What you are saying is VERY insightful. I guess the title of my blog could probably be a turn off. All in all I have enjoyed law school, but I do find it very frustrating at times. I echo your words about the grading of finals, I don't think it's "blind grading" either.

      I really enjoyed my summer at a firm where I got to see the practice of law. I have decided that the study of law is very interesting, but it can bring out the worst in some people and that attitude spreads rapidly. I guess I'm part of the cause of that...sigh.

       
    • At Wednesday, August 16, 2006 10:42:00 AM, Blogger She says said…

      I LOVED law school. I think that makes me weird. But I also didn't go straight through, and that probably makes a difference. Law school can knock you around a bit, and if it's your first experience not being the best and the brightest, well, that can color your experience. And when you don't do as well as you'd like, you tend to blame the situation rather than yourself (but of course, if you do well, you're brilliant and it has nothing to do with the situation)... which is why I cannot stand Property.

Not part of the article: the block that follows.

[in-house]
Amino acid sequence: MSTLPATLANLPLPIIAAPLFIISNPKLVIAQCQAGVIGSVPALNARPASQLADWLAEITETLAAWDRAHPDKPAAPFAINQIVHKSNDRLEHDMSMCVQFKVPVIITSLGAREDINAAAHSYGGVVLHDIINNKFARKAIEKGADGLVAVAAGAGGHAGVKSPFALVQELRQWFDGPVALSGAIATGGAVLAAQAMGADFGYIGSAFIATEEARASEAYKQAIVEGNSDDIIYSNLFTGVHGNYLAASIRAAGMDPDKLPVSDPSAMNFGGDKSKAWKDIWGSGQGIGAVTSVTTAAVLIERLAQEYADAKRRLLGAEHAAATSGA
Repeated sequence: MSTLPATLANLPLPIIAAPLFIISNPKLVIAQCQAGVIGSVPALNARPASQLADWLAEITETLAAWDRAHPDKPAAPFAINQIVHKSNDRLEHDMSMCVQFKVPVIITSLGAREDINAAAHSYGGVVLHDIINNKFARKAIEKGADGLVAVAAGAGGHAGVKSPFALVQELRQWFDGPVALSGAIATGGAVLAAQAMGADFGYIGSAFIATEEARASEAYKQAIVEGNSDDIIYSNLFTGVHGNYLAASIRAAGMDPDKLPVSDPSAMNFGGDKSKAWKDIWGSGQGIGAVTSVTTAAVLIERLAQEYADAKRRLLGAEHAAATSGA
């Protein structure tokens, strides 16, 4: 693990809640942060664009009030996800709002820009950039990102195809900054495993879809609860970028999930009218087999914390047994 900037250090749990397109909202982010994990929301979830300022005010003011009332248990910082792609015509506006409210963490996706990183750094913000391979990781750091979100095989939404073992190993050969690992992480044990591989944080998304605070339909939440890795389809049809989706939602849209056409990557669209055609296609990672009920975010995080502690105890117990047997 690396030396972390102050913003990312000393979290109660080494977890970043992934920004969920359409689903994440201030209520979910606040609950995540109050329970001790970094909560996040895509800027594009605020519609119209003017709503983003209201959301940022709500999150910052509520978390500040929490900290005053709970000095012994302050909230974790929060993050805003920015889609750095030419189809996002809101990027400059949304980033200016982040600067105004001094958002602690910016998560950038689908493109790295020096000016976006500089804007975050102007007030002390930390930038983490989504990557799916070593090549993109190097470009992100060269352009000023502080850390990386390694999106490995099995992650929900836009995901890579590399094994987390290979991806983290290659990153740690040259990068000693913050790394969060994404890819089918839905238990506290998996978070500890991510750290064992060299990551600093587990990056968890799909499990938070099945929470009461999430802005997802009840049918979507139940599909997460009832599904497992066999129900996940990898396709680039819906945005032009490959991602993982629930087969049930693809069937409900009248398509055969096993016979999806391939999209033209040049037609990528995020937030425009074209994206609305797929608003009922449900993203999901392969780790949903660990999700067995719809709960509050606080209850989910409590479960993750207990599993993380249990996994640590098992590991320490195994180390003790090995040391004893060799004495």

But I digress...

      Also, I made the deliberate, proactive decision to go to law school. Some folks just go because it's the next step in their educations. If that's the case, I urge those folks to take some time off and work first. It will enrich your school experience.

      I'm just sayin'...

       
    • At Wednesday, August 16, 2006 11:08:00 AM, Blogger Dave! said…

      I agree and disagree with your assessment of the bitterness of incoming students. I think the bitterness of the bloggers and the students is a symptom of a bigger problem: many people shouldn't be in law school.

      Like you, I actually enjoy law school. But I think I'm in the minority. I know when I decided to go to law school, my wife (who is an attorney) was supportive because she thought I would like it. But nearly every one of her friends (mostly lawyers) thought it was horrible and hated law school. Most of them don't like being a lawyer much, either.